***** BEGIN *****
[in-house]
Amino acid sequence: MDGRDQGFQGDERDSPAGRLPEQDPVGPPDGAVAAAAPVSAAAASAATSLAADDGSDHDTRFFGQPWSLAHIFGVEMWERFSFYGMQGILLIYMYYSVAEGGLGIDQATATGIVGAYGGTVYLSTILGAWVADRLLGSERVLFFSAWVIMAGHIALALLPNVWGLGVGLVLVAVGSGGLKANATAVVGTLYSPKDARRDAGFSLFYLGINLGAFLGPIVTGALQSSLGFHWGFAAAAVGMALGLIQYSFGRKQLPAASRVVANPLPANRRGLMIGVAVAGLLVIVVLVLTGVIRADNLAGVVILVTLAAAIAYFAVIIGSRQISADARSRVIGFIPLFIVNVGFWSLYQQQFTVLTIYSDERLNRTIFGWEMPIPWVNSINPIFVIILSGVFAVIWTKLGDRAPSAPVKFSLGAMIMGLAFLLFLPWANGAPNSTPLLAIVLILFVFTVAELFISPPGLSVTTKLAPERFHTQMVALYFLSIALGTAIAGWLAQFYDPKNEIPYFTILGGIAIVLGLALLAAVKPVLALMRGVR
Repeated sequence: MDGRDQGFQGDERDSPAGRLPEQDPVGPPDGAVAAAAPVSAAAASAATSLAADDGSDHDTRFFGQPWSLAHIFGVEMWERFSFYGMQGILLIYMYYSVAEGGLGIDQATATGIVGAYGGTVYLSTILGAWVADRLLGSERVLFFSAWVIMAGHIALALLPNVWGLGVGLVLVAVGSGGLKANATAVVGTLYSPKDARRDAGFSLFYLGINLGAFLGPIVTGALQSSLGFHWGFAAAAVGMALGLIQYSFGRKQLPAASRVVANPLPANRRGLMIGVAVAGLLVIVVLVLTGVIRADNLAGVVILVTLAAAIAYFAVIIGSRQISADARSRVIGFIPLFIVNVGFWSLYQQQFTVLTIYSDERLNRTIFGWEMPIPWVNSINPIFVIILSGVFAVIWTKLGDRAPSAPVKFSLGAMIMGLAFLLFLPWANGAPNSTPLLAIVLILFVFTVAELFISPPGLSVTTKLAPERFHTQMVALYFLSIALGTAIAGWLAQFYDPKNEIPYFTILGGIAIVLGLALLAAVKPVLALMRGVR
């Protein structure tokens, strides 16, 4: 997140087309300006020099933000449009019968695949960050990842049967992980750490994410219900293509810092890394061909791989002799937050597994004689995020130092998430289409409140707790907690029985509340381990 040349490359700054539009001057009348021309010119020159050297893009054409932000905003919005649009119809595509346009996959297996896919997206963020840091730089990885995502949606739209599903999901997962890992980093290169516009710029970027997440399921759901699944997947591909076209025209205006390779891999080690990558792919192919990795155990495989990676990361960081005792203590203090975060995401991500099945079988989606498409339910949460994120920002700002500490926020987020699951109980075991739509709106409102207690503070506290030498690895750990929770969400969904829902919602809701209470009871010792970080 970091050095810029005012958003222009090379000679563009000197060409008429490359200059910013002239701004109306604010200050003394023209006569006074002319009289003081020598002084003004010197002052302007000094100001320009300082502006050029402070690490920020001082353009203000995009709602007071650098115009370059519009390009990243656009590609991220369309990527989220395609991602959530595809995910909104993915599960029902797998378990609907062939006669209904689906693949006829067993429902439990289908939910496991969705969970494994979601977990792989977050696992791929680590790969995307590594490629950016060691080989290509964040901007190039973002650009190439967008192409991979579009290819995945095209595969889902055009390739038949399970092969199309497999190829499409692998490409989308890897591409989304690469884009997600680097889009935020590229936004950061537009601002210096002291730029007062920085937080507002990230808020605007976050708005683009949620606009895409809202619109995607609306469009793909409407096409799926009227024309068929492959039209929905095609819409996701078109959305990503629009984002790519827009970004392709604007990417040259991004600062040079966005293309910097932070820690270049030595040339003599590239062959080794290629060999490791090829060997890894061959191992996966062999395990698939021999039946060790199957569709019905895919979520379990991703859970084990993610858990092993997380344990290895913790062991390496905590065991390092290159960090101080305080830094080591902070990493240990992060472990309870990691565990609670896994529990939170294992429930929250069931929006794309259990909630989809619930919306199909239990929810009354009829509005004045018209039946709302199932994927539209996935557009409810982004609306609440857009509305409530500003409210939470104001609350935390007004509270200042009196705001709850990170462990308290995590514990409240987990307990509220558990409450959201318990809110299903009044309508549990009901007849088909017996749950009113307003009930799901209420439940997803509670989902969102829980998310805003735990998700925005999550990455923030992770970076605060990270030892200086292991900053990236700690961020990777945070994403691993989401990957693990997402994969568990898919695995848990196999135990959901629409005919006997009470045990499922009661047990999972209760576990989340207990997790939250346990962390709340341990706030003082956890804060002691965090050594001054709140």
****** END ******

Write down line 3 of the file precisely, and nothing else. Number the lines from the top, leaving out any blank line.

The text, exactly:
Repeated sequence: MDGRDQGFQGDERDSPAGRLPEQDPVGPPDGAVAAAAPVSAAAASAATSLAADDGSDHDTRFFGQPWSLAHIFGVEMWERFSFYGMQGILLIYMYYSVAEGGLGIDQATATGIVGAYGGTVYLSTILGAWVADRLLGSERVLFFSAWVIMAGHIALALLPNVWGLGVGLVLVAVGSGGLKANATAVVGTLYSPKDARRDAGFSLFYLGINLGAFLGPIVTGALQSSLGFHWGFAAAAVGMALGLIQYSFGRKQLPAASRVVANPLPANRRGLMIGVAVAGLLVIVVLVLTGVIRADNLAGVVILVTLAAAIAYFAVIIGSRQISADARSRVIGFIPLFIVNVGFWSLYQQQFTVLTIYSDERLNRTIFGWEMPIPWVNSINPIFVIILSGVFAVIWTKLGDRAPSAPVKFSLGAMIMGLAFLLFLPWANGAPNSTPLLAIVLILFVFTVAELFISPPGLSVTTKLAPERFHTQMVALYFLSIALGTAIAGWLAQFYDPKNEIPYFTILGGIAIVLGLALLAAVKPVLALMRGVR